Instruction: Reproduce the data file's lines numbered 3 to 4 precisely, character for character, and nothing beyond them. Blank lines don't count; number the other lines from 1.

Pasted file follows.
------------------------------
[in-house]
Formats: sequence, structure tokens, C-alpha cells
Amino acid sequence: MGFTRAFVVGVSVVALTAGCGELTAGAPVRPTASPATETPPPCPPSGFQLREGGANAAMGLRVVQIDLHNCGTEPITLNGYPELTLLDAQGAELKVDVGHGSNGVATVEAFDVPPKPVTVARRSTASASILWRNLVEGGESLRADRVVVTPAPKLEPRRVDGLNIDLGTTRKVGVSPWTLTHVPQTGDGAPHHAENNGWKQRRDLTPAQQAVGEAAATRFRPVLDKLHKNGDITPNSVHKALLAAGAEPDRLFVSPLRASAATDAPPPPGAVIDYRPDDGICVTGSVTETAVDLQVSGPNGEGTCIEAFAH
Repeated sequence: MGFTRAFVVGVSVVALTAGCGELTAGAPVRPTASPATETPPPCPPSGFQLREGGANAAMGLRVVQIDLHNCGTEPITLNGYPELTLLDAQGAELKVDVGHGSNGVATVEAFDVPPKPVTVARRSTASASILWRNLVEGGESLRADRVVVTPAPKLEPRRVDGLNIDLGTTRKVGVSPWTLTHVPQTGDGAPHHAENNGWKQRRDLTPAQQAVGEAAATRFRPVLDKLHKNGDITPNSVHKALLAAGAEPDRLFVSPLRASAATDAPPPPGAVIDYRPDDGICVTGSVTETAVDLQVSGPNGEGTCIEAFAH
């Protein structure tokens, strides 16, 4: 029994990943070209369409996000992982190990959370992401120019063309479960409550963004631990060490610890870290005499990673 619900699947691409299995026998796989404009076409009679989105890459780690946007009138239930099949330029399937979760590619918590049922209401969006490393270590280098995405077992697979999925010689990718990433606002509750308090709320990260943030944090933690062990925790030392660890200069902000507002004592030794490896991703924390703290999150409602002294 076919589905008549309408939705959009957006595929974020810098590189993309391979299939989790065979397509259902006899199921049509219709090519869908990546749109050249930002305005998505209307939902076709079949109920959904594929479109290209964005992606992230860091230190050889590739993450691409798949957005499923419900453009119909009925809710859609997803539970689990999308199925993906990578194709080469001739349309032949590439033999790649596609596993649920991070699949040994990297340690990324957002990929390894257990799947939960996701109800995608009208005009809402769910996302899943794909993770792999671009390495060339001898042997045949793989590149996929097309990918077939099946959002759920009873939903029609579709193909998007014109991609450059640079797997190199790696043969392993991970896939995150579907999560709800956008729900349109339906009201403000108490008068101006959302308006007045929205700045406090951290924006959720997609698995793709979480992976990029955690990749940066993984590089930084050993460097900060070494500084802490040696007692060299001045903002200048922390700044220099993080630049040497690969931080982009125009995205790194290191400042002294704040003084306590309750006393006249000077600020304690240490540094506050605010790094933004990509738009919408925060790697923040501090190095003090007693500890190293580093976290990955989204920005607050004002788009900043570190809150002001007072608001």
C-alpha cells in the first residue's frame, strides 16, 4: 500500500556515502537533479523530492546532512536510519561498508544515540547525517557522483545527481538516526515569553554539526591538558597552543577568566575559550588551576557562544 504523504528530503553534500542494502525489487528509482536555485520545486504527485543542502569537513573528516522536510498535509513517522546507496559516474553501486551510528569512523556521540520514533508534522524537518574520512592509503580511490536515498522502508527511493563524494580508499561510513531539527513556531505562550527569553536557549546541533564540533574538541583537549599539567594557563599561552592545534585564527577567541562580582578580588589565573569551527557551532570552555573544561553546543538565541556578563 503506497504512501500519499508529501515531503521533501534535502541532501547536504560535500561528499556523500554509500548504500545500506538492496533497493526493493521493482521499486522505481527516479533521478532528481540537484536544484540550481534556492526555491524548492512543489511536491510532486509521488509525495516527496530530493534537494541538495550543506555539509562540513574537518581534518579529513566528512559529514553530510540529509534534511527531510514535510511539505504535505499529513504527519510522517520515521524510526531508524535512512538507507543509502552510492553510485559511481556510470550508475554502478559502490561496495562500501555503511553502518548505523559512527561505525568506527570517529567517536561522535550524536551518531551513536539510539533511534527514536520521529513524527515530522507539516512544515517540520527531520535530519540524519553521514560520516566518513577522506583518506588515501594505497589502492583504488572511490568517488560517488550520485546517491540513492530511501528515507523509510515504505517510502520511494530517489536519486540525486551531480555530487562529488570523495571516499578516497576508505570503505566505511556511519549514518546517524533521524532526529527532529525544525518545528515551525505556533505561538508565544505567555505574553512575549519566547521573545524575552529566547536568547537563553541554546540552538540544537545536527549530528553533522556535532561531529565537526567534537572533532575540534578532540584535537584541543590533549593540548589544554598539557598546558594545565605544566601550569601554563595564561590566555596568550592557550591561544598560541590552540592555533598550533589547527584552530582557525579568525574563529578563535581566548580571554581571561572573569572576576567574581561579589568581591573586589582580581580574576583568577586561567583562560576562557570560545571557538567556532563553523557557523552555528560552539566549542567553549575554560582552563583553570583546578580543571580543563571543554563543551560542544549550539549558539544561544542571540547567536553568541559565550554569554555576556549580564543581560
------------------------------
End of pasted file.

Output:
Amino acid sequence: MGFTRAFVVGVSVVALTAGCGELTAGAPVRPTASPATETPPPCPPSGFQLREGGANAAMGLRVVQIDLHNCGTEPITLNGYPELTLLDAQGAELKVDVGHGSNGVATVEAFDVPPKPVTVARRSTASASILWRNLVEGGESLRADRVVVTPAPKLEPRRVDGLNIDLGTTRKVGVSPWTLTHVPQTGDGAPHHAENNGWKQRRDLTPAQQAVGEAAATRFRPVLDKLHKNGDITPNSVHKALLAAGAEPDRLFVSPLRASAATDAPPPPGAVIDYRPDDGICVTGSVTETAVDLQVSGPNGEGTCIEAFAH
Repeated sequence: MGFTRAFVVGVSVVALTAGCGELTAGAPVRPTASPATETPPPCPPSGFQLREGGANAAMGLRVVQIDLHNCGTEPITLNGYPELTLLDAQGAELKVDVGHGSNGVATVEAFDVPPKPVTVARRSTASASILWRNLVEGGESLRADRVVVTPAPKLEPRRVDGLNIDLGTTRKVGVSPWTLTHVPQTGDGAPHHAENNGWKQRRDLTPAQQAVGEAAATRFRPVLDKLHKNGDITPNSVHKALLAAGAEPDRLFVSPLRASAATDAPPPPGAVIDYRPDDGICVTGSVTETAVDLQVSGPNGEGTCIEAFAH